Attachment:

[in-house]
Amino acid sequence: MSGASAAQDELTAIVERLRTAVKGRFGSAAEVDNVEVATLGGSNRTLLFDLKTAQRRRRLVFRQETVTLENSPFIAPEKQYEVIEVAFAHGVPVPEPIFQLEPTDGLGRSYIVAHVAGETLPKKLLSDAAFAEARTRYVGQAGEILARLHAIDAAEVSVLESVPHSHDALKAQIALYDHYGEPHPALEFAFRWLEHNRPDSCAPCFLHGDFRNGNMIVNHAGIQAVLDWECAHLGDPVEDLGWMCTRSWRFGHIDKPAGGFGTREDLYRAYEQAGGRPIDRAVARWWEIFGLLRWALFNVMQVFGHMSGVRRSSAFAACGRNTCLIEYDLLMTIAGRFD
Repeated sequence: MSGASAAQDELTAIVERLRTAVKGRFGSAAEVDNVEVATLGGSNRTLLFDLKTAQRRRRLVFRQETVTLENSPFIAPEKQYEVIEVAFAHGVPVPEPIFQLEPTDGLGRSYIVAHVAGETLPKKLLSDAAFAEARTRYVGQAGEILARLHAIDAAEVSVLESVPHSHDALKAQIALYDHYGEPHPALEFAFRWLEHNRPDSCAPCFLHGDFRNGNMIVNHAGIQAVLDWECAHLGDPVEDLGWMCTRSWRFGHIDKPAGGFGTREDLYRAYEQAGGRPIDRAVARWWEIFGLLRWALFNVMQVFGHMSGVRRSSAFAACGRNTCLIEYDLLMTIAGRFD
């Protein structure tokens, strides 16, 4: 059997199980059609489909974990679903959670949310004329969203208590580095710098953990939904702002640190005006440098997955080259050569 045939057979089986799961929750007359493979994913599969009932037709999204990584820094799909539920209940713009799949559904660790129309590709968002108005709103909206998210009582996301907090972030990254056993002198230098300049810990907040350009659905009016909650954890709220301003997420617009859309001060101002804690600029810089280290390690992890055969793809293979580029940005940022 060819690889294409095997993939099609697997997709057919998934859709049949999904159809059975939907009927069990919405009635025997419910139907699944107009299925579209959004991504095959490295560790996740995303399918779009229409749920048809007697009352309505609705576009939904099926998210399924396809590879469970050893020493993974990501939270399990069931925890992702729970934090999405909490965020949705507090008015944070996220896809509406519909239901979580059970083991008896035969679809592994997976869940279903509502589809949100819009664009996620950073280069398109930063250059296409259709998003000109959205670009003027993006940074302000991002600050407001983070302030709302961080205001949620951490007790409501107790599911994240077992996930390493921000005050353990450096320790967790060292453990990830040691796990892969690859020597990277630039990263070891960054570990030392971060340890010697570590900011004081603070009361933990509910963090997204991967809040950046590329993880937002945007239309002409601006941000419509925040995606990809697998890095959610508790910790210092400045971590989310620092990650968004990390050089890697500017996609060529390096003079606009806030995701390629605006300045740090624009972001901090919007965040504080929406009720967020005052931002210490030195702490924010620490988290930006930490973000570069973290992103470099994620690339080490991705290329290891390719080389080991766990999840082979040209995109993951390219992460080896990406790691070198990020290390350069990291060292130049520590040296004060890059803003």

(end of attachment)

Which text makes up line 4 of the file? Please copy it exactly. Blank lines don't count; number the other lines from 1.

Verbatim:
């Protein structure tokens, strides 16, 4: 059997199980059609489909974990679903959670949310004329969203208590580095710098953990939904702002640190005006440098997955080259050569 045939057979089986799961929750007359493979994913599969009932037709999204990584820094799909539920209940713009799949559904660790129309590709968002108005709103909206998210009582996301907090972030990254056993002198230098300049810990907040350009659905009016909650954890709220301003997420617009859309001060101002804690600029810089280290390690992890055969793809293979580029940005940022 060819690889294409095997993939099609697997997709057919998934859709049949999904159809059975939907009927069990919405009635025997419910139907699944107009299925579209959004991504095959490295560790996740995303399918779009229409749920048809007697009352309505609705576009939904099926998210399924396809590879469970050893020493993974990501939270399990069931925890992702729970934090999405909490965020949705507090008015944070996220896809509406519909239901979580059970083991008896035969679809592994997976869940279903509502589809949100819009664009996620950073280069398109930063250059296409259709998003000109959205670009003027993006940074302000991002600050407001983070302030709302961080205001949620951490007790409501107790599911994240077992996930390493921000005050353990450096320790967790060292453990990830040691796990892969690859020597990277630039990263070891960054570990030392971060340890010697570590900011004081603070009361933990509910963090997204991967809040950046590329993880937002945007239309002409601006941000419509925040995606990809697998890095959610508790910790210092400045971590989310620092990650968004990390050089890697500017996609060529390096003079606009806030995701390629605006300045740090624009972001901090919007965040504080929406009720967020005052931002210490030195702490924010620490988290930006930490973000570069973290992103470099994620690339080490991705290329290891390719080389080991766990999840082979040209995109993951390219992460080896990406790691070198990020290390350069990291060292130049520590040296004060890059803003």